The second thing is the language itself—not only had it grown, but it added intrinsic support for structured programming. Previously, BASIC programs would quickly turn into spaghetti code. You could still write spaghetti of course, but now you could control the insanity better with true subroutines, functions, do loops, data structures, etc. And those damn line numbers were no longer required.

The Golden Years of BASIC on the Web

I believe the first BASIC Internet resource I encountered was the ABC (All Basic Code) packets curated by William Yu, which was started in 1995. Soon after, when the web became popular and more people had access, that hobby exploded into hundreds of websites and meta-sites.

A lot of the code was for QuickBasic 4.5 (and the “professional” superset QBX aka PDS 7.1) but there was also code for competitors like PowerBASIC. Some people even started trying to make new BASIC interpreters like DarkBASIC which intrinsically support the elements needed for making more modern games. Somebody also made a cross platform backwards-compatible compiler called QB64. And of course people were sharing (sometimes illegally…shhhh! don’t tell!) the interpreters and compilers.

Whenever an individual shared some tricks or assembly code that extended QuickBASIC, for instance accessing extended memory or outputting WAVs to sound hardware, it would spread through the community quickly. People were making libraries for loading and saving modern image and audio formats, and making games with those libraries that were pretty good considering these were hobbyists using obsolete software.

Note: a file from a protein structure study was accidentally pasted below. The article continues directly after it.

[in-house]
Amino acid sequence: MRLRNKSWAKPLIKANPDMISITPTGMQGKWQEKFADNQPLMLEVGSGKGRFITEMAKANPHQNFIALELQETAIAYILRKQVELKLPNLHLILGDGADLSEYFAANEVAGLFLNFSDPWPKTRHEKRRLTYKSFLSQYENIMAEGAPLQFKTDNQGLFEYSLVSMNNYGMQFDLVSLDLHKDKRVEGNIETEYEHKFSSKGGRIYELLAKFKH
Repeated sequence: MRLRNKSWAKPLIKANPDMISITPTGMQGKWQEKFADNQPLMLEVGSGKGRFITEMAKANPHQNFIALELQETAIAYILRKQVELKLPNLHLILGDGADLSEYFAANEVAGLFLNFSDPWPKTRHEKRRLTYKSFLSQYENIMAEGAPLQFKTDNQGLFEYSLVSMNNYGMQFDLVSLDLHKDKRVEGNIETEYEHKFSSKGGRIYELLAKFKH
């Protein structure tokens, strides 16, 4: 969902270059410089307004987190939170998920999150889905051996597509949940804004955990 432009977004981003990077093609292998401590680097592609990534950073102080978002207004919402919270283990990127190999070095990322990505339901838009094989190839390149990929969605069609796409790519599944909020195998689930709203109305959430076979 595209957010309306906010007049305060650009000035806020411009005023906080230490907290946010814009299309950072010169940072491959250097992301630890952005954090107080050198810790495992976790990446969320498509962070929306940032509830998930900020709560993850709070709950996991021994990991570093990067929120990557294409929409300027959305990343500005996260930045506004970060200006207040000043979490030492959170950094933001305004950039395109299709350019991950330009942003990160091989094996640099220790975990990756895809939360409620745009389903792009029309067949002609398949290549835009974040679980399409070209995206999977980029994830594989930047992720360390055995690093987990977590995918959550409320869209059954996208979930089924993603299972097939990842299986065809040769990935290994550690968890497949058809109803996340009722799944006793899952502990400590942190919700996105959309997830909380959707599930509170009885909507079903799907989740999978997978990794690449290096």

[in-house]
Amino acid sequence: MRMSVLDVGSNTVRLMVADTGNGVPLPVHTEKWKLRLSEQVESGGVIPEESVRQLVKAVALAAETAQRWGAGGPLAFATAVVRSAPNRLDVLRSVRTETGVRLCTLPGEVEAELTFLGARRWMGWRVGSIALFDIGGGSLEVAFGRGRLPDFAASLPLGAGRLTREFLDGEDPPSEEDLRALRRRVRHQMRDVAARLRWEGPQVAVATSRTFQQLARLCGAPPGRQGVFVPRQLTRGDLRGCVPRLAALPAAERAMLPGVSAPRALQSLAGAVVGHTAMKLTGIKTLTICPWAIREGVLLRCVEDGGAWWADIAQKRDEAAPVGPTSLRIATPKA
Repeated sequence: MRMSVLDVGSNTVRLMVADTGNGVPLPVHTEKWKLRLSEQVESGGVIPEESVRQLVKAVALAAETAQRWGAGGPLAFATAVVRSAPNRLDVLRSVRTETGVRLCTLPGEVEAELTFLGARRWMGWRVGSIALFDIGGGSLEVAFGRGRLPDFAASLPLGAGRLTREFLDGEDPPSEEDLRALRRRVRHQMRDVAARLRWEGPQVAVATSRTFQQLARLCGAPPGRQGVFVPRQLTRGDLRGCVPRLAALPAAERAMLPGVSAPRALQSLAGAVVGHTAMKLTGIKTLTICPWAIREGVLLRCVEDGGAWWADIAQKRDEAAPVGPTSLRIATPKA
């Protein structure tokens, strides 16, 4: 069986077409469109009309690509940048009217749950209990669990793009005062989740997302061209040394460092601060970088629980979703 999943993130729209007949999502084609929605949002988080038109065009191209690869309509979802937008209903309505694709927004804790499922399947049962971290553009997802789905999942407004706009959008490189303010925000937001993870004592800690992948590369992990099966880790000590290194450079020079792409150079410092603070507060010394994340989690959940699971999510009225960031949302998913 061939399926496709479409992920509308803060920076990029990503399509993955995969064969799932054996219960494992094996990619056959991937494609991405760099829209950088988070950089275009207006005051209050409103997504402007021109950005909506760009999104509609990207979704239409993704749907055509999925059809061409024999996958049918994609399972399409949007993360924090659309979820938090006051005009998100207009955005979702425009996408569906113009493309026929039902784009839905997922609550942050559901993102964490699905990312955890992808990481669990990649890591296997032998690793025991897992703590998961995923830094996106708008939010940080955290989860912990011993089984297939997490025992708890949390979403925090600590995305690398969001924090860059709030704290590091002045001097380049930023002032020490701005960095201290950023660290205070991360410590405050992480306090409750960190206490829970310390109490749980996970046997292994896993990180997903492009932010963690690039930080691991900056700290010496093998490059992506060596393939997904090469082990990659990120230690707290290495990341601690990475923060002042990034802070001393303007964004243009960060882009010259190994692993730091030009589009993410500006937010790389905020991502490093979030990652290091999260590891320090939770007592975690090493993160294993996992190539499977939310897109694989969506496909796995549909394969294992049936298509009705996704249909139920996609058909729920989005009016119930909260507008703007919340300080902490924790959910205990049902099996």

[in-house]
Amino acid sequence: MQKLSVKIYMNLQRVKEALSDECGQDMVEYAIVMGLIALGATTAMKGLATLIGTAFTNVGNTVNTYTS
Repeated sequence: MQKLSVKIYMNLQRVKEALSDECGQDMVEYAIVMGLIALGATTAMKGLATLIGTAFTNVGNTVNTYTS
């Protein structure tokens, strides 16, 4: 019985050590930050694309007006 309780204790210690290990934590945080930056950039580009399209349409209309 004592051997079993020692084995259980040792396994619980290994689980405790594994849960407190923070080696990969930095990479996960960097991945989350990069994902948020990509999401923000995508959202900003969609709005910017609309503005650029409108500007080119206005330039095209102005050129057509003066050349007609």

I made many games myself but never finished any of them. That was ok for a learning phase, but of course eventually I had to learn that completing a project and having closure was also important.

I also made and/or modified many utilities for making games, for instance a tool to computer-generate faces, graphics editors, bitmapped font editors (and yes I actually made my own bitmapped fonts), a slide-show based game editor with a GUI system I made from scratch, etc.

This playful sandbox of BASIC enthusiasm continued for many years. I was aware of other languages, and had been informed that C was the best general purpose language in engineering industries. However, BASIC was so much fun that I ignored C for a long time. And an interpreter facilitates exploration and learning rapidly as compared to a compiler.

Paradigm Shift

I realized there was something called C++ and assumed that it must be better than old fashioned C. In high school one day I was at a flea market and happened upon a wicked good book deal—three C++ books for $1 each. One of them, Simple C++ by Jeffrey M. Cogswell, is possibly the best programming introduction book ever—it teaches you object oriented programming (OOP) with examples from a fake project to make a robot dog (and it has a sense of humor too). It was an intro to C++, but it did it the right way, via OOP.

I have observed that many others learn C++ the wrong way, as is common in colleges, with almost no emphasis on OOP. When I was in college I took two C++ courses but I did not buy the books we were supposed to. I chose to read more useful books like Industrial Strength C++ by Mats Henricson and Erik Nyquist (for which I raked up some hefty late fees at the library) and Effective C++ by Scott Meyers.

My programming paradigm progression in the 1990s:

  • Mostly-chaotic BASIC spaghetti code.
  • Structured QuickBasic.
  • Object-oriented C++.

So, my personal development sort of recapitulated a path of programming evolution of the late 1960s to the 1980s.

Soon I started writing (bad) AI code. To be continued…

Image credits:

All screenshots are by the author.

  1. Turbo button: Tamas Kemenczy
  2. Don’t Copy That Floppy